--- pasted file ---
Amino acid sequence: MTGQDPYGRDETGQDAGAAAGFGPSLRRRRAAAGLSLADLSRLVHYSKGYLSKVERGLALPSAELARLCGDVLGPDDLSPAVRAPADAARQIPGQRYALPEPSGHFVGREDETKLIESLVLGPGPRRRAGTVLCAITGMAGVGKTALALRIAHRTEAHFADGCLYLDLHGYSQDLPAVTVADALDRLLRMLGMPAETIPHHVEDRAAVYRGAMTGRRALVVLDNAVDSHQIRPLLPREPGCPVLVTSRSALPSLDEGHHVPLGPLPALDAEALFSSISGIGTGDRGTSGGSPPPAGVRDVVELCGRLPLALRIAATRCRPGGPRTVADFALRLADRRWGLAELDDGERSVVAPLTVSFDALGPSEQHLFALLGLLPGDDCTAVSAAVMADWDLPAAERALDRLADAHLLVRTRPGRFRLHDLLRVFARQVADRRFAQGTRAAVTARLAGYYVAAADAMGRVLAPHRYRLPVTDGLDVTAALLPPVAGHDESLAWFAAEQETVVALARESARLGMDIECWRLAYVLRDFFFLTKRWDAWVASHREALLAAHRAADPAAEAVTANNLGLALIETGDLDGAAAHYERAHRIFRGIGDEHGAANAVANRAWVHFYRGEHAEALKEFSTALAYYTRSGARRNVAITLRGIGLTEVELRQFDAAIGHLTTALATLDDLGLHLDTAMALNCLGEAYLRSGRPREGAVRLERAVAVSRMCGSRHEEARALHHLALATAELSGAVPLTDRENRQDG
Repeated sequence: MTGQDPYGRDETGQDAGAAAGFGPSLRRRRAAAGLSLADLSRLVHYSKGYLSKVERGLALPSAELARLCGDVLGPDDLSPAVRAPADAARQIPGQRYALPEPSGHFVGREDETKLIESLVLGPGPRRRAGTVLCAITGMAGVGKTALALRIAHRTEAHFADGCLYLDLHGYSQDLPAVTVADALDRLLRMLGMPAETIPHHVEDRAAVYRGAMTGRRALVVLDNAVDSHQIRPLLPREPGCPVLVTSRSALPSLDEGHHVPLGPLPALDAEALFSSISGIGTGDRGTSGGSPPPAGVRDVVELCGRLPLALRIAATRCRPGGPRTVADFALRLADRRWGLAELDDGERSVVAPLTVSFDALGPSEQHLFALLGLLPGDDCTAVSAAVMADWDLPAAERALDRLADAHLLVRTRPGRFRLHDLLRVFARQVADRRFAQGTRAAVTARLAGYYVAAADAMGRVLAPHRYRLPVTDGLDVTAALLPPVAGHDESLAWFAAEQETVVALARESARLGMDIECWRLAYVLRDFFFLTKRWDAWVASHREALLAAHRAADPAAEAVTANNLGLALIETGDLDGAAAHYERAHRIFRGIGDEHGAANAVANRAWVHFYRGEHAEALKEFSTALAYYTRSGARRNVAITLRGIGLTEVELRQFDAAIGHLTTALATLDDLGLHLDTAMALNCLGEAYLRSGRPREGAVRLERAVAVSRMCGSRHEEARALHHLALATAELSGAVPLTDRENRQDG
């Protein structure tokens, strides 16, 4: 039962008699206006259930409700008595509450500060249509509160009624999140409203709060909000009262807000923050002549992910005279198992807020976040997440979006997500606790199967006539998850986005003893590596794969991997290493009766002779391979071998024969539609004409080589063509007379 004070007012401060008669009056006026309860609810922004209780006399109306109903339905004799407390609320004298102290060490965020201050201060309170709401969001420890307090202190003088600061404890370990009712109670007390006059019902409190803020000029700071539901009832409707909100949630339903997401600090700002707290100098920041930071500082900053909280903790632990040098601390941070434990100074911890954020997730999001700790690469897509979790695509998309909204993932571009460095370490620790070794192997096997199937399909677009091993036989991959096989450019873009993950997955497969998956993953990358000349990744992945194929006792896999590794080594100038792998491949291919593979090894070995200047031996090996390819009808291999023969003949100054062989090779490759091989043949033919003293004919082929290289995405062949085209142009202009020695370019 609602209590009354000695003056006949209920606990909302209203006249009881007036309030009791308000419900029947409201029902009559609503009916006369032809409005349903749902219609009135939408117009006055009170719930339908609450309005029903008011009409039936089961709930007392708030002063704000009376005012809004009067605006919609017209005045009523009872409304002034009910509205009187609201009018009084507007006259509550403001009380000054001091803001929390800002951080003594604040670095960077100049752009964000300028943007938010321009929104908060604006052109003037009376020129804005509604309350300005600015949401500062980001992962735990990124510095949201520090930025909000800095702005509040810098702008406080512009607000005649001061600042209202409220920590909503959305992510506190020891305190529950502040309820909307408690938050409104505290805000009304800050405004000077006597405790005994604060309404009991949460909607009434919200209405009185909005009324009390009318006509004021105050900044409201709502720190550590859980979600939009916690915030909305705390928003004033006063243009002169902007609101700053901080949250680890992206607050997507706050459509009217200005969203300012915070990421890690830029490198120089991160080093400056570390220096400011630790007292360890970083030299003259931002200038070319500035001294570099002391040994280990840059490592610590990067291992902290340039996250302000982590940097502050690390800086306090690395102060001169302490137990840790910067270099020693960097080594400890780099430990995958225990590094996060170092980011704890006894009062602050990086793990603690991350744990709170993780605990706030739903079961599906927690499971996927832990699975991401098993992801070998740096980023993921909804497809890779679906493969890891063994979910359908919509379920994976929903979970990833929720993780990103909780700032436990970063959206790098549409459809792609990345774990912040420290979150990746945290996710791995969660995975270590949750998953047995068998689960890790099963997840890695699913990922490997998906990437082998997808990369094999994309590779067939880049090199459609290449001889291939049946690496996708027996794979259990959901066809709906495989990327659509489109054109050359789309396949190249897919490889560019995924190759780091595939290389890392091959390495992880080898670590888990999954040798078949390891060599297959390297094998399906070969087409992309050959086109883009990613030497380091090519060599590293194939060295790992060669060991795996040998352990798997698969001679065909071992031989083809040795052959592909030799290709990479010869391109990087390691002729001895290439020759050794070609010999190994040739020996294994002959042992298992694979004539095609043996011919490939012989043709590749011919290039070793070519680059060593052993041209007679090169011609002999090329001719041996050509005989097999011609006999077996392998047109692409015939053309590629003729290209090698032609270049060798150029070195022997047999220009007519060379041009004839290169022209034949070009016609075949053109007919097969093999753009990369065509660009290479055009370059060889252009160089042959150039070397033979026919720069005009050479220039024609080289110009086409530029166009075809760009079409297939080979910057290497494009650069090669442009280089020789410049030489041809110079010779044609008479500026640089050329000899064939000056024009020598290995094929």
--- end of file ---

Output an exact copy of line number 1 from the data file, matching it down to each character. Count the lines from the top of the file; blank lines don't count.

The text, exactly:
Amino acid sequence: MTGQDPYGRDETGQDAGAAAGFGPSLRRRRAAAGLSLADLSRLVHYSKGYLSKVERGLALPSAELARLCGDVLGPDDLSPAVRAPADAARQIPGQRYALPEPSGHFVGREDETKLIESLVLGPGPRRRAGTVLCAITGMAGVGKTALALRIAHRTEAHFADGCLYLDLHGYSQDLPAVTVADALDRLLRMLGMPAETIPHHVEDRAAVYRGAMTGRRALVVLDNAVDSHQIRPLLPREPGCPVLVTSRSALPSLDEGHHVPLGPLPALDAEALFSSISGIGTGDRGTSGGSPPPAGVRDVVELCGRLPLALRIAATRCRPGGPRTVADFALRLADRRWGLAELDDGERSVVAPLTVSFDALGPSEQHLFALLGLLPGDDCTAVSAAVMADWDLPAAERALDRLADAHLLVRTRPGRFRLHDLLRVFARQVADRRFAQGTRAAVTARLAGYYVAAADAMGRVLAPHRYRLPVTDGLDVTAALLPPVAGHDESLAWFAAEQETVVALARESARLGMDIECWRLAYVLRDFFFLTKRWDAWVASHREALLAAHRAADPAAEAVTANNLGLALIETGDLDGAAAHYERAHRIFRGIGDEHGAANAVANRAWVHFYRGEHAEALKEFSTALAYYTRSGARRNVAITLRGIGLTEVELRQFDAAIGHLTTALATLDDLGLHLDTAMALNCLGEAYLRSGRPREGAVRLERAVAVSRMCGSRHEEARALHHLALATAELSGAVPLTDRENRQDG